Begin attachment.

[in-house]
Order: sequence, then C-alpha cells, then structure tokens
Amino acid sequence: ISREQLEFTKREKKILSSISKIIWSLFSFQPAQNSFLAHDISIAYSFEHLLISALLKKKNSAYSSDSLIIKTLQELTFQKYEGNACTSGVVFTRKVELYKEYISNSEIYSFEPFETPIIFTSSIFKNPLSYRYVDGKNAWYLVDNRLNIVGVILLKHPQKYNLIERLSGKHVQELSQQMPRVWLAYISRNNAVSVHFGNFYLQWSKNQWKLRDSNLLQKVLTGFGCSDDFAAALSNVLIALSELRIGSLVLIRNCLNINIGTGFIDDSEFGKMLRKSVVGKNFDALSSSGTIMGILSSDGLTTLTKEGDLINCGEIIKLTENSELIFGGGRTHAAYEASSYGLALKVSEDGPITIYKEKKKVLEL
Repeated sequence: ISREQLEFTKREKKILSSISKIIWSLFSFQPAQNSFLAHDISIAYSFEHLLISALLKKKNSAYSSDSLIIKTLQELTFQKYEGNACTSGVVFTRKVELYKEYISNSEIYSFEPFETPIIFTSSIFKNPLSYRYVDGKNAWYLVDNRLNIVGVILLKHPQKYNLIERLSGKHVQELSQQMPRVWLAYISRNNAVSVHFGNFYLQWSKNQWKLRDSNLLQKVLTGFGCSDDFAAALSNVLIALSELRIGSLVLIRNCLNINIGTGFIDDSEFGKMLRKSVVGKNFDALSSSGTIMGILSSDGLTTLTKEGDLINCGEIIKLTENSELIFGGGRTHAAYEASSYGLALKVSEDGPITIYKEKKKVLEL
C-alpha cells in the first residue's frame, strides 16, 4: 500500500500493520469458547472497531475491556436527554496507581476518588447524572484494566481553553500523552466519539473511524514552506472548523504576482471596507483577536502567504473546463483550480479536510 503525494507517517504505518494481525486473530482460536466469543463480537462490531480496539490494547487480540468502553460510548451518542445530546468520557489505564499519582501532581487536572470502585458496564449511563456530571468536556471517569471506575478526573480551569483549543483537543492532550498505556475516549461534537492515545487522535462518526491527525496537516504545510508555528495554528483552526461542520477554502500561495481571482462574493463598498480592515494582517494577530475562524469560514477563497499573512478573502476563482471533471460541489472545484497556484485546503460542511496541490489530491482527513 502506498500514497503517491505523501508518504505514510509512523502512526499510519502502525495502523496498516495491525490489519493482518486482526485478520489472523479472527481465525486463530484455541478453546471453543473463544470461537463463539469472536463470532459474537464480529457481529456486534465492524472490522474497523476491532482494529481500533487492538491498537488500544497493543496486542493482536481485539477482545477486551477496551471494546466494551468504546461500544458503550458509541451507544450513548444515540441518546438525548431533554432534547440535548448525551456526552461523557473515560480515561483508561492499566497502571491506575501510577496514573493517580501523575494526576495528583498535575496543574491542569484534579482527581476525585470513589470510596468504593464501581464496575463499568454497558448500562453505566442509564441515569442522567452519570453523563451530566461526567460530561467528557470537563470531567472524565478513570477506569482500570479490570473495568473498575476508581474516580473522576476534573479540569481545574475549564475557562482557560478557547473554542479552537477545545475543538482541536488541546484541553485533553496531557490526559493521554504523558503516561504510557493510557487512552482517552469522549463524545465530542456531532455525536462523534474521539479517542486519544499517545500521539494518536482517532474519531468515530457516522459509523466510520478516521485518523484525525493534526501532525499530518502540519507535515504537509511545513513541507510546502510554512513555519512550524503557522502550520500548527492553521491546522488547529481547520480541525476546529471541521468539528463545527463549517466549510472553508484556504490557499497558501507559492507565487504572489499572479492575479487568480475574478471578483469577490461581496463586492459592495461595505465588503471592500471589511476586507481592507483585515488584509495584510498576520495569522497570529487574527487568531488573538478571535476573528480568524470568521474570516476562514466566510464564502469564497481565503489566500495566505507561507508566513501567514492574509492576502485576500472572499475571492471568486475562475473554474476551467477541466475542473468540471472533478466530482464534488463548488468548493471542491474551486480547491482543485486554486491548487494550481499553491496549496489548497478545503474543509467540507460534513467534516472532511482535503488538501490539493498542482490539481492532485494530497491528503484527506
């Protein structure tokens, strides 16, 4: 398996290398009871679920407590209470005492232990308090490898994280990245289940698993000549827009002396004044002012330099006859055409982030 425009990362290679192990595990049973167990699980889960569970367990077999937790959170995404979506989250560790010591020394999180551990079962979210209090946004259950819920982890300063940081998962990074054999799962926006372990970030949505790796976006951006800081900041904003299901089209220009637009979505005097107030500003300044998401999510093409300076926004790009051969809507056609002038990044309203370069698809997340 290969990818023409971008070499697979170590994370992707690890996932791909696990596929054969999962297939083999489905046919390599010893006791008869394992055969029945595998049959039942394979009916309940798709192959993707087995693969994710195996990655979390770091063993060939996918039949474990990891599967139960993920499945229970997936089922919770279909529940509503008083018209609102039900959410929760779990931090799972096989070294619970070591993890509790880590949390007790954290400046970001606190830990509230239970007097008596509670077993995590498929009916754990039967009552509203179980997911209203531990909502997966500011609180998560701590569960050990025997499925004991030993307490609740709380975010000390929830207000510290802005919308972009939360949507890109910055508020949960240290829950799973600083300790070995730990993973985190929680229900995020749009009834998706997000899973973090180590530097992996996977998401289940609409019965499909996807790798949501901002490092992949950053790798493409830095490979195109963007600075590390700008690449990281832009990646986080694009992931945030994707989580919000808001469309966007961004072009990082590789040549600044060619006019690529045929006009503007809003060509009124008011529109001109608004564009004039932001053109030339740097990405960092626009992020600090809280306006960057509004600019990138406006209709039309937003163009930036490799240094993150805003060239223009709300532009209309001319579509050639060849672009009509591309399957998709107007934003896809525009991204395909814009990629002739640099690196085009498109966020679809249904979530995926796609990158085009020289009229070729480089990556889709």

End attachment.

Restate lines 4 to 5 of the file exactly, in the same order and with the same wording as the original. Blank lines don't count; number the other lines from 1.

Repeated sequence: ISREQLEFTKREKKILSSISKIIWSLFSFQPAQNSFLAHDISIAYSFEHLLISALLKKKNSAYSSDSLIIKTLQELTFQKYEGNACTSGVVFTRKVELYKEYISNSEIYSFEPFETPIIFTSSIFKNPLSYRYVDGKNAWYLVDNRLNIVGVILLKHPQKYNLIERLSGKHVQELSQQMPRVWLAYISRNNAVSVHFGNFYLQWSKNQWKLRDSNLLQKVLTGFGCSDDFAAALSNVLIALSELRIGSLVLIRNCLNINIGTGFIDDSEFGKMLRKSVVGKNFDALSSSGTIMGILSSDGLTTLTKEGDLINCGEIIKLTENSELIFGGGRTHAAYEASSYGLALKVSEDGPITIYKEKKKVLEL
C-alpha cells in the first residue's frame, strides 16, 4: 500500500500493520469458547472497531475491556436527554496507581476518588447524572484494566481553553500523552466519539473511524514552506472548523504576482471596507483577536502567504473546463483550480479536510 503525494507517517504505518494481525486473530482460536466469543463480537462490531480496539490494547487480540468502553460510548451518542445530546468520557489505564499519582501532581487536572470502585458496564449511563456530571468536556471517569471506575478526573480551569483549543483537543492532550498505556475516549461534537492515545487522535462518526491527525496537516504545510508555528495554528483552526461542520477554502500561495481571482462574493463598498480592515494582517494577530475562524469560514477563497499573512478573502476563482471533471460541489472545484497556484485546503460542511496541490489530491482527513 502506498500514497503517491505523501508518504505514510509512523502512526499510519502502525495502523496498516495491525490489519493482518486482526485478520489472523479472527481465525486463530484455541478453546471453543473463544470461537463463539469472536463470532459474537464480529457481529456486534465492524472490522474497523476491532482494529481500533487492538491498537488500544497493543496486542493482536481485539477482545477486551477496551471494546466494551468504546461500544458503550458509541451507544450513548444515540441518546438525548431533554432534547440535548448525551456526552461523557473515560480515561483508561492499566497502571491506575501510577496514573493517580501523575494526576495528583498535575496543574491542569484534579482527581476525585470513589470510596468504593464501581464496575463499568454497558448500562453505566442509564441515569442522567452519570453523563451530566461526567460530561467528557470537563470531567472524565478513570477506569482500570479490570473495568473498575476508581474516580473522576476534573479540569481545574475549564475557562482557560478557547473554542479552537477545545475543538482541536488541546484541553485533553496531557490526559493521554504523558503516561504510557493510557487512552482517552469522549463524545465530542456531532455525536462523534474521539479517542486519544499517545500521539494518536482517532474519531468515530457516522459509523466510520478516521485518523484525525493534526501532525499530518502540519507535515504537509511545513513541507510546502510554512513555519512550524503557522502550520500548527492553521491546522488547529481547520480541525476546529471541521468539528463545527463549517466549510472553508484556504490557499497558501507559492507565487504572489499572479492575479487568480475574478471578483469577490461581496463586492459592495461595505465588503471592500471589511476586507481592507483585515488584509495584510498576520495569522497570529487574527487568531488573538478571535476573528480568524470568521474570516476562514466566510464564502469564497481565503489566500495566505507561507508566513501567514492574509492576502485576500472572499475571492471568486475562475473554474476551467477541466475542473468540471472533478466530482464534488463548488468548493471542491474551486480547491482543485486554486491548487494550481499553491496549496489548497478545503474543509467540507460534513467534516472532511482535503488538501490539493498542482490539481492532485494530497491528503484527506